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December 15, 2012


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I'll say a couple of things, since I saw it last night: one, you're asking the right questions. The movie does NOT condone or condemn torture explicitly. Should we demand that it does? Especially since it's drawn on the recollections and reports of the people involved. Sure, some of them may be covering their ass, maybe quite a lot and putting the things they did in a heroic light. Is it Mark Boal and Kathryn Bigelow's responsibility to argue against that? I can't say that it is.

(Mild spoiler alert for the following point.) One thing that is continually misrepresented is that the first clue comes *from* the torture scene at the beginning. I don't think that's the correct reading of the sequence of events. The detainee is tortured, brutally, in an attempt to get information about an upcoming attack. Finally, he starts babbling about dates, providing no usable information. While he's in the confinement box, an attack happens. The CIA lies to him and tells him that, under duress, he did provide information that prevented that attack (since he'll never know either way) which is what actually breaks him. Later in the movie, another detainee is brutally tortured, but provides no information. Almost all of the useful information provided comes from bribes and human intelligence.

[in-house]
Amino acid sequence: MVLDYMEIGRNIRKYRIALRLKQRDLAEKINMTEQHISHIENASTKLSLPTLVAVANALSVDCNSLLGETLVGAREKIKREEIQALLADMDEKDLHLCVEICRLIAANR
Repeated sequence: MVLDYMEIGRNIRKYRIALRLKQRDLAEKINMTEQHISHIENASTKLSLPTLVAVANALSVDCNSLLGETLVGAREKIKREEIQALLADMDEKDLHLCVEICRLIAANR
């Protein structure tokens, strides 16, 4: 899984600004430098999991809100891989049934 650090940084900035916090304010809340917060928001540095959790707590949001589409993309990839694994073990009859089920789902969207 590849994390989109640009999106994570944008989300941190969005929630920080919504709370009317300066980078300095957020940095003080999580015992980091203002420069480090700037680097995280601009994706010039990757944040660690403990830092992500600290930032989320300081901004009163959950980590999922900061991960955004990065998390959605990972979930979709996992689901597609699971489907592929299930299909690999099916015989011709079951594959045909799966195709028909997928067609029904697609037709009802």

If anything, the characters in the film are pro-detainee. After the administrations change, many of them lament the loss of the detainee program as a source of information.

The Mayer piece and Greenwald's criticism are both correct, in essence: the filmmakers decline to take a moral position on torture or torturers. They do present torture as awful, but possibly a necessary evil. Isn't that the actual debate? When Mayer talks about the national security community being split on the efficacy of torture, that means both sides have good, if questionable, points. But she (and Greenwald) demand being shown that their side is correct. I agree with them: torture is morally reprehensible and history will judge our country accordingly. But we're not talking about Birth of A Nation here. Then again, we're not talking about Uncle Tom's Cabin. I think the movie does a good job of showing the work of people who lived in a gray area, both legally and morally.

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